Moiré superlattices in twistronic heterostructures are a powerful tool for materials engineering. In marginally twisted (small misalignment angle, θ) bilayers of nearly lattice-matched two-dimensional (2D) crystals moiré patterns take the form of domains of commensurate stacking, separated by a network of domain walls (NoDW) with strain hot spots at the NoDW nodes. Here, we show that, for type-II transition metal dichalcogenide bilayers MoX2/WX2 (X=S, Se), the hydrostatic strain component in these hot spots creates quantum dots for electrons and holes. We investigate the electron/hole states bound by such objects, discussing their manifestations via the intralayer intraband infrared transitions. The electron/hole confinement, which is strongest for θ<0.5∘, leads to a red-shift of their recombination line producing single photon emitters (SPE) broadly tuneable around 1\,eV by misalignment angle. These self-organised dots can form in bilayers with both aligned and inverted MoX2 and WX2 unit cells, emitting photons with different polarizations. We also find that the hot spots of strain reduce the intralayer MoX2 A-exciton energy, enabling selective population of the quantum dot states.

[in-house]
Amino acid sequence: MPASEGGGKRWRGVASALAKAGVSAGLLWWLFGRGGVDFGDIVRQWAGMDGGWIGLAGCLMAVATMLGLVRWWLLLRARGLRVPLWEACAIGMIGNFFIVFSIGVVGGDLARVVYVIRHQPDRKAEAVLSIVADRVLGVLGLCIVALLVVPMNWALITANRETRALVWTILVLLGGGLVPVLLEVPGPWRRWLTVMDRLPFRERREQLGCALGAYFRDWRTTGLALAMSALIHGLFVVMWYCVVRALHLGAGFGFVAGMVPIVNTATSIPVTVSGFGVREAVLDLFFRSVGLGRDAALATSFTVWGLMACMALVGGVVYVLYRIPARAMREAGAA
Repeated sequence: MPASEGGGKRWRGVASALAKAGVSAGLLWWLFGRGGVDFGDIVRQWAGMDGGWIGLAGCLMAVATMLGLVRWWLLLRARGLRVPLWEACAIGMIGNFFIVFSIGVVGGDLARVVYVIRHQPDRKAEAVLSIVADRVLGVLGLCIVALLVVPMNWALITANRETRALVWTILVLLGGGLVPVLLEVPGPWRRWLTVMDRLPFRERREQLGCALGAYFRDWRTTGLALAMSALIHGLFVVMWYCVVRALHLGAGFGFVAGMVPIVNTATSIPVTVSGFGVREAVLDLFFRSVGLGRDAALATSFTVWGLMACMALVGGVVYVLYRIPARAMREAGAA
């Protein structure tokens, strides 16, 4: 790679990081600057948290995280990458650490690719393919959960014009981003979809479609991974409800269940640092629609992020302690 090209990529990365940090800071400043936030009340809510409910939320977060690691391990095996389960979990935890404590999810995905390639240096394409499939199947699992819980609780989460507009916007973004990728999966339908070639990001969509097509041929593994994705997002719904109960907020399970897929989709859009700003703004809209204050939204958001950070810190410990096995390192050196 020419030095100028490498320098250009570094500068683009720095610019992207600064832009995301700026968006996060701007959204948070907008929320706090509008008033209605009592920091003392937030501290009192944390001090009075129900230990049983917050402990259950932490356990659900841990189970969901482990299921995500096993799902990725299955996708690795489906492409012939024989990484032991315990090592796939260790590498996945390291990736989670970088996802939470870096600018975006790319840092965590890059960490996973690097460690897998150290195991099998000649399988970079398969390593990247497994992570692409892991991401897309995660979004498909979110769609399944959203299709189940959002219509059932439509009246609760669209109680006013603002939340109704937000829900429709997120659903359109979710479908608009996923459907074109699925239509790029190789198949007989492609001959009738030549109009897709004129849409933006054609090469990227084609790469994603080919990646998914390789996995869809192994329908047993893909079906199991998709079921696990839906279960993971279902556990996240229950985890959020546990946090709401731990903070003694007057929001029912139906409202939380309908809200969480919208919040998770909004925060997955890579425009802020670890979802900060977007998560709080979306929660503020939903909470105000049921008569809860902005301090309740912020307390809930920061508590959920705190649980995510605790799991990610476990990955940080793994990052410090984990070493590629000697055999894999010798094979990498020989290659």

|Journal||n p j 2D Materials and Applications|
|Publication status||Accepted/In press - 23 Aug 2022|
Research Beacons, Institutes and Platforms
- National Graphene Institute